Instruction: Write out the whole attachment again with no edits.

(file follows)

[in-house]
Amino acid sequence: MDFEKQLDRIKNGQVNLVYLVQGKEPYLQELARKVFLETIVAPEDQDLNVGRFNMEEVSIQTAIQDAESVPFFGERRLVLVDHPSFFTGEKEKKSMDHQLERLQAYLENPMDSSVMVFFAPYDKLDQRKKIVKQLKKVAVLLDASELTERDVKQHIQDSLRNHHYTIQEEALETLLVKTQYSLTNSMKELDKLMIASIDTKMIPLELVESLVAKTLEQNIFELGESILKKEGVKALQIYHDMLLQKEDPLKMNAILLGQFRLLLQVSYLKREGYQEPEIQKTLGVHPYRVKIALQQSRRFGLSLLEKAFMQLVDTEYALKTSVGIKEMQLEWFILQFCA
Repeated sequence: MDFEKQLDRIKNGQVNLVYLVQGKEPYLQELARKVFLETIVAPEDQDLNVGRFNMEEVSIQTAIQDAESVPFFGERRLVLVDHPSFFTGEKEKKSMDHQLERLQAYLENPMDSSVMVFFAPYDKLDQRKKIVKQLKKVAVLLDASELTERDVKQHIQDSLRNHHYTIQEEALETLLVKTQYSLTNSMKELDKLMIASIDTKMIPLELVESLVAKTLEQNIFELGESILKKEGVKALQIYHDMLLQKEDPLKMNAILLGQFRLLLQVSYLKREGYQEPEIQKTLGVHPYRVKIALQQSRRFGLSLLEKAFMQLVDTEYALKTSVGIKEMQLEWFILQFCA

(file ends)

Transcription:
[in-house]
Amino acid sequence: MDFEKQLDRIKNGQVNLVYLVQGKEPYLQELARKVFLETIVAPEDQDLNVGRFNMEEVSIQTAIQDAESVPFFGERRLVLVDHPSFFTGEKEKKSMDHQLERLQAYLENPMDSSVMVFFAPYDKLDQRKKIVKQLKKVAVLLDASELTERDVKQHIQDSLRNHHYTIQEEALETLLVKTQYSLTNSMKELDKLMIASIDTKMIPLELVESLVAKTLEQNIFELGESILKKEGVKALQIYHDMLLQKEDPLKMNAILLGQFRLLLQVSYLKREGYQEPEIQKTLGVHPYRVKIALQQSRRFGLSLLEKAFMQLVDTEYALKTSVGIKEMQLEWFILQFCA
Repeated sequence: MDFEKQLDRIKNGQVNLVYLVQGKEPYLQELARKVFLETIVAPEDQDLNVGRFNMEEVSIQTAIQDAESVPFFGERRLVLVDHPSFFTGEKEKKSMDHQLERLQAYLENPMDSSVMVFFAPYDKLDQRKKIVKQLKKVAVLLDASELTERDVKQHIQDSLRNHHYTIQEEALETLLVKTQYSLTNSMKELDKLMIASIDTKMIPLELVESLVAKTLEQNIFELGESILKKEGVKALQIYHDMLLQKEDPLKMNAILLGQFRLLLQVSYLKREGYQEPEIQKTLGVHPYRVKIALQQSRRFGLSLLEKAFMQLVDTEYALKTSVGIKEMQLEWFILQFCA